The apology and announcement come nearly a year after Juul acted to suspend the sales of most of their flavored e-cigarette pods and discontinue social media promotion – following pressure from the FDA to do so. But the scrutiny was mounting long before. In 2017, a major study found that more than three million middle and high school students were using e-cigarettes. About one-third of them said the flavors were a leading factor in their decision.

The delayed apology is being dismissed by many in the public health community as too late and disingenuous. Had Juul addressed the crisis and made proactive commitments at the time of suspension – it may have headed off some scrutiny. A year later they could be talking about updates to their commitments instead of reliving the issue.

 13 Reasons Why

As Netflix prepares to launch season three of the show “13 Reasons Why,” the network simultaneously announced it removed a controversial scene from the original season. A scene graphically portraying the suicide of a teenager invoked significant backlash when the show launched two years ago. Critics feared it could inspire copycat behavior. At the time, it sparked Netflix to add additional warnings at the beginning of the episode. Yet, until now the scene remained in.

Fast forward to 2019 and a study published in April in the Journal of the American Academy of Child and Adolescent Psychiatry found that suicide rates spiked among boys aged 10 to 17 in the month after the show’s initial release. Three months later, the 3-minute scene was removed.

While most media coverage noted that the change received external support from advocacy groups and physician organizations, many others questioned the timeline and motives. The delayed reaction and tandem announcement with Season 3 felt more about promotion and less about responsiveness to teenage mental health risk.

We believe “Timing is everything – particularly when lives are at stake.”

Drop by: For those attending the EXL Pharma PR & Communications Summit, swing by to say hi to Meg and Miriam presenting on communications on drug pricing and access.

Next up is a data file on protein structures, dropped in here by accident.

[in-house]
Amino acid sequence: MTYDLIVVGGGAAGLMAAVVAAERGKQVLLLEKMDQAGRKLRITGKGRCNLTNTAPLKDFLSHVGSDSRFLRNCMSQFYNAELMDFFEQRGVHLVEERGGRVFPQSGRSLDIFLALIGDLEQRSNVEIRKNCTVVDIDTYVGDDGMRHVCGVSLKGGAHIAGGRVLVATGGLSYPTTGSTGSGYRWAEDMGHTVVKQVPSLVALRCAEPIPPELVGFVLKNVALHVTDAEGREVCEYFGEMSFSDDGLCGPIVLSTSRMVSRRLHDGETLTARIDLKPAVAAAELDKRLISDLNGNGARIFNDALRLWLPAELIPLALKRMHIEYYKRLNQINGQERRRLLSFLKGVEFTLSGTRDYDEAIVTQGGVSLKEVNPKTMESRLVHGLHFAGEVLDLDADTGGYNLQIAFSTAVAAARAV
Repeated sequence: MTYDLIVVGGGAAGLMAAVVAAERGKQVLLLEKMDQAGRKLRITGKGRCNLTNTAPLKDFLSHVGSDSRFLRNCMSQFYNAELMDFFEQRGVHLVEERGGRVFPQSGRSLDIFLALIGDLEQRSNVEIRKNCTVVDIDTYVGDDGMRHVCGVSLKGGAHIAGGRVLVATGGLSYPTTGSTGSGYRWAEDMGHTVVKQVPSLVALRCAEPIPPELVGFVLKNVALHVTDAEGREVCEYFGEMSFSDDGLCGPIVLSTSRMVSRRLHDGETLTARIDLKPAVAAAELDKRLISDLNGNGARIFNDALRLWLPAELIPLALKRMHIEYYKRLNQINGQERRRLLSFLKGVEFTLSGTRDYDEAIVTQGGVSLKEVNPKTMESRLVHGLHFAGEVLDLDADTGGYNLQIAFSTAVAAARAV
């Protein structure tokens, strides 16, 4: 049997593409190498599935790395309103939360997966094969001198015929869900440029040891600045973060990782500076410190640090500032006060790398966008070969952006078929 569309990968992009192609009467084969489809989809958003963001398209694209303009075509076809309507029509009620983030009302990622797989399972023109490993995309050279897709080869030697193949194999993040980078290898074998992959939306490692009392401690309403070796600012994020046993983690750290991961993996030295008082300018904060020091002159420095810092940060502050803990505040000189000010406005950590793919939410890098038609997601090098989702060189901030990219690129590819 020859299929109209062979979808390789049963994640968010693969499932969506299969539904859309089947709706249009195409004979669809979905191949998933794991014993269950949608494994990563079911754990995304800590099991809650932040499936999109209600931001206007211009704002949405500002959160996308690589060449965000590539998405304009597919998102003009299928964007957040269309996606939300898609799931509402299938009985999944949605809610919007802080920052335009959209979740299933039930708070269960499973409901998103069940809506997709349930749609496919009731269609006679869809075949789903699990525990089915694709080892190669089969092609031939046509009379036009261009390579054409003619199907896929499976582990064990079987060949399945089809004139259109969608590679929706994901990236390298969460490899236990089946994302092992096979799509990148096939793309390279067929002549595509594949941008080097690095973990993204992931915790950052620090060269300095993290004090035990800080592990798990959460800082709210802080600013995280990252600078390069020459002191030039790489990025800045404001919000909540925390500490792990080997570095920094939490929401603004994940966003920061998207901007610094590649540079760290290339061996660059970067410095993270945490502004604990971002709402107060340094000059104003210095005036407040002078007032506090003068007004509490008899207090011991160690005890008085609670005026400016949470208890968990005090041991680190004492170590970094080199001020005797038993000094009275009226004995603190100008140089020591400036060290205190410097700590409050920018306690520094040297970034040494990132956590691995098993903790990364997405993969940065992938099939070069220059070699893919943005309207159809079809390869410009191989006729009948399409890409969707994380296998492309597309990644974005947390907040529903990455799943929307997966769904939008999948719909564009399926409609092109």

Who wrote this? The managing editors of TWTW are Randi Kahn, who will be laughing at a Weird Al concert this weekend and Dana Davis, who is escaping the heat-wave after getting stuck in last week’s blackout.

Syneos Health Communications' Reputation & Risk Management Practice is a team of healthcare communications consultants, policy-shapers and crisis response specialists. We provide unique solutions to the evolving communications challenges in today’s healthcare industry, using evidence-based approaches to help our clients successfully navigate the most sensitive of situations.

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Image credits: Committee Majority by Krisada from the Noun Project, Ebola by Michael Thompson from the Noun Project, pesticides by Yu luck from the Noun Project, location pin by Kero from the Noun Project

And now please enjoy this disclaimer that prevents our team from getting in a heap of trouble: This report may contain links to external or third party websites. These links are provided solely for your convenience. Links taken to other sites are done so at your own risk and Syneos Health accepts no liability for any linked sites or their content. Syneos Health makes no warranties or representations, express or implied about such linked websites, the third parties they are owned and operated by, the information contained on them or the suitability or quality of any of their products or services. Syneos Health does not authorize the infringement of any intellectual property rights contained in material offered through these linked sites. Please refer to the use agreement and/or copyright statements of any external site you visit, or the terms and conditions of any externally provided web site for instructions, restrictions, and guidelines. If you have a question, please contact the webmaster of the external site.

About the Author:

Randi Kahn is a Senior Media & Content Director in our Reputation & Risk Management Practice, where she helps clients build and protect their brand reputations through executive thought leadership, public affairs, and issues preparation and response. She has worked for clients throughout the healthcare ecosystem including payers, providers, patient groups and pharma.